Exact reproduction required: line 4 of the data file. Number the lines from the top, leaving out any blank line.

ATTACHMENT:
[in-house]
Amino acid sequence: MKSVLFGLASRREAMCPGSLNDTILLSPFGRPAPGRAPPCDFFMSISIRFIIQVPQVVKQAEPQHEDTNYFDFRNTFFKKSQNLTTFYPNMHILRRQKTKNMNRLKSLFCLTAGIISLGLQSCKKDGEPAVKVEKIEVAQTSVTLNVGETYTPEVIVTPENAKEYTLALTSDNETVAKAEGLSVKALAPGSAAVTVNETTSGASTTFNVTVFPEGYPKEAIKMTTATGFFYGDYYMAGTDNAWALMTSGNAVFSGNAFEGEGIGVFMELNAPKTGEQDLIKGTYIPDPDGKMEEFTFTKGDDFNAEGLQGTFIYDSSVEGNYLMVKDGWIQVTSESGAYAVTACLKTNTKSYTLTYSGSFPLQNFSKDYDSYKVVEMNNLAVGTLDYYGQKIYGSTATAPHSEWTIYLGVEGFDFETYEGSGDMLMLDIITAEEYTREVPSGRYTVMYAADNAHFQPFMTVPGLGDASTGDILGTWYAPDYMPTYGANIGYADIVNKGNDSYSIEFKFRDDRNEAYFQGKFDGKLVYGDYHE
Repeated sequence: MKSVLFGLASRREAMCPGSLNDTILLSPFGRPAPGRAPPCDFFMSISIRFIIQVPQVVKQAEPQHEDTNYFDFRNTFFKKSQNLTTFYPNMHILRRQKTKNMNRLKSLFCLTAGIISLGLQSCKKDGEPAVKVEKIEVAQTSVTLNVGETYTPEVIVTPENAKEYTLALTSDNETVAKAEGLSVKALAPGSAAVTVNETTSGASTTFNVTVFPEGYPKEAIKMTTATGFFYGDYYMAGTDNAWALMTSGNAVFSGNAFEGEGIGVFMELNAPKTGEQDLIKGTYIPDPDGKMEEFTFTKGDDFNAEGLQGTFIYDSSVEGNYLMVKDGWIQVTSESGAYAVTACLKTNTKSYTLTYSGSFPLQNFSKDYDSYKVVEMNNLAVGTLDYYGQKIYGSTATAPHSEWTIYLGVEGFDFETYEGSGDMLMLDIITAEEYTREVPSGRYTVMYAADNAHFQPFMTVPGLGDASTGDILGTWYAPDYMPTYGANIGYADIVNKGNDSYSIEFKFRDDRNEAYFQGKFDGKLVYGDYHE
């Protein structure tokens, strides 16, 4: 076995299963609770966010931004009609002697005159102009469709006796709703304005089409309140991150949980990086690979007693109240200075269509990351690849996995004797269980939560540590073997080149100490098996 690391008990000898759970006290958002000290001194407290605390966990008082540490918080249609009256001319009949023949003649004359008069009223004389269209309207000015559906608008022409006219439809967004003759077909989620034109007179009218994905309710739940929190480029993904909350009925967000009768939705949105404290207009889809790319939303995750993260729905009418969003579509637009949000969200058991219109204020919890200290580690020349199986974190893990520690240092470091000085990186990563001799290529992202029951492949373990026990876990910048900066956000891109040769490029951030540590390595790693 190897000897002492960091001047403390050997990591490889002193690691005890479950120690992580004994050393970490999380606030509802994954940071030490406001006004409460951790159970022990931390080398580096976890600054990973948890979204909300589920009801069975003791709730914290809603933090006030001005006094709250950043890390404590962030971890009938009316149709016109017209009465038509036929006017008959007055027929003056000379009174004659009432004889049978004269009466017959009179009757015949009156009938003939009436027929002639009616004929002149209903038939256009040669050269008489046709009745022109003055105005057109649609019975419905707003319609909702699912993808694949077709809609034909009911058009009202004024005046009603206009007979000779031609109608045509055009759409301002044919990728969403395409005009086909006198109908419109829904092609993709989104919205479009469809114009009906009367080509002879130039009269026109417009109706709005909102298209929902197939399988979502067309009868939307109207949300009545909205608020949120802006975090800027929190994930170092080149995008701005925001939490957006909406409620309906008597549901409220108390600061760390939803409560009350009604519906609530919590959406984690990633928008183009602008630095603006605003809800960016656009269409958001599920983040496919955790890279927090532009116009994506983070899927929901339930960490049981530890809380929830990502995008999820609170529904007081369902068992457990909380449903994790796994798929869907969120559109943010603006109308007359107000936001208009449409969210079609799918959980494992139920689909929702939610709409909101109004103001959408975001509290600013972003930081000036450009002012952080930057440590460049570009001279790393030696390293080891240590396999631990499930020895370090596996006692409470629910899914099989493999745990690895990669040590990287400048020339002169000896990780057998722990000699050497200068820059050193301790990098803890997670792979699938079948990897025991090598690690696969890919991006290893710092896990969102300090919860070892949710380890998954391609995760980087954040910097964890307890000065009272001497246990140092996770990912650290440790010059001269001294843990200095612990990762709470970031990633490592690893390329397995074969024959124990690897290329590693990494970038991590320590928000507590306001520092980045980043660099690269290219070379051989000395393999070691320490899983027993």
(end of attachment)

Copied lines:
């Protein structure tokens, strides 16, 4: 076995299963609770966010931004009609002697005159102009469709006796709703304005089409309140991150949980990086690979007693109240200075269509990351690849996995004797269980939560540590073997080149100490098996 690391008990000898759970006290958002000290001194407290605390966990008082540490918080249609009256001319009949023949003649004359008069009223004389269209309207000015559906608008022409006219439809967004003759077909989620034109007179009218994905309710739940929190480029993904909350009925967000009768939705949105404290207009889809790319939303995750993260729905009418969003579509637009949000969200058991219109204020919890200290580690020349199986974190893990520690240092470091000085990186990563001799290529992202029951492949373990026990876990910048900066956000891109040769490029951030540590390595790693 190897000897002492960091001047403390050997990591490889002193690691005890479950120690992580004994050393970490999380606030509802994954940071030490406001006004409460951790159970022990931390080398580096976890600054990973948890979204909300589920009801069975003791709730914290809603933090006030001005006094709250950043890390404590962030971890009938009316149709016109017209009465038509036929006017008959007055027929003056000379009174004659009432004889049978004269009466017959009179009757015949009156009938003939009436027929002639009616004929002149209903038939256009040669050269008489046709009745022109003055105005057109649609019975419905707003319609909702699912993808694949077709809609034909009911058009009202004024005046009603206009007979000779031609109608045509055009759409301002044919990728969403395409005009086909006198109908419109829904092609993709989104919205479009469809114009009906009367080509002879130039009269026109417009109706709005909102298209929902197939399988979502067309009868939307109207949300009545909205608020949120802006975090800027929190994930170092080149995008701005925001939490957006909406409620309906008597549901409220108390600061760390939803409560009350009604519906609530919590959406984690990633928008183009602008630095603006605003809800960016656009269409958001599920983040496919955790890279927090532009116009994506983070899927929901339930960490049981530890809380929830990502995008999820609170529904007081369902068992457990909380449903994790796994798929869907969120559109943010603006109308007359107000936001208009449409969210079609799918959980494992139920689909929702939610709409909101109004103001959408975001509290600013972003930081000036450009002012952080930057440590460049570009001279790393030696390293080891240590396999631990499930020895370090596996006692409470629910899914099989493999745990690895990669040590990287400048020339002169000896990780057998722990000699050497200068820059050193301790990098803890997670792979699938079948990897025991090598690690696969890919991006290893710092896990969102300090919860070892949710380890998954391609995760980087954040910097964890307890000065009272001497246990140092996770990912650290440790010059001269001294843990200095612990990762709470970031990633490592690893390329397995074969024959124990690897290329590693990494970038991590320590928000507590306001520092980045980043660099690269290219070379051989000395393999070691320490899983027993």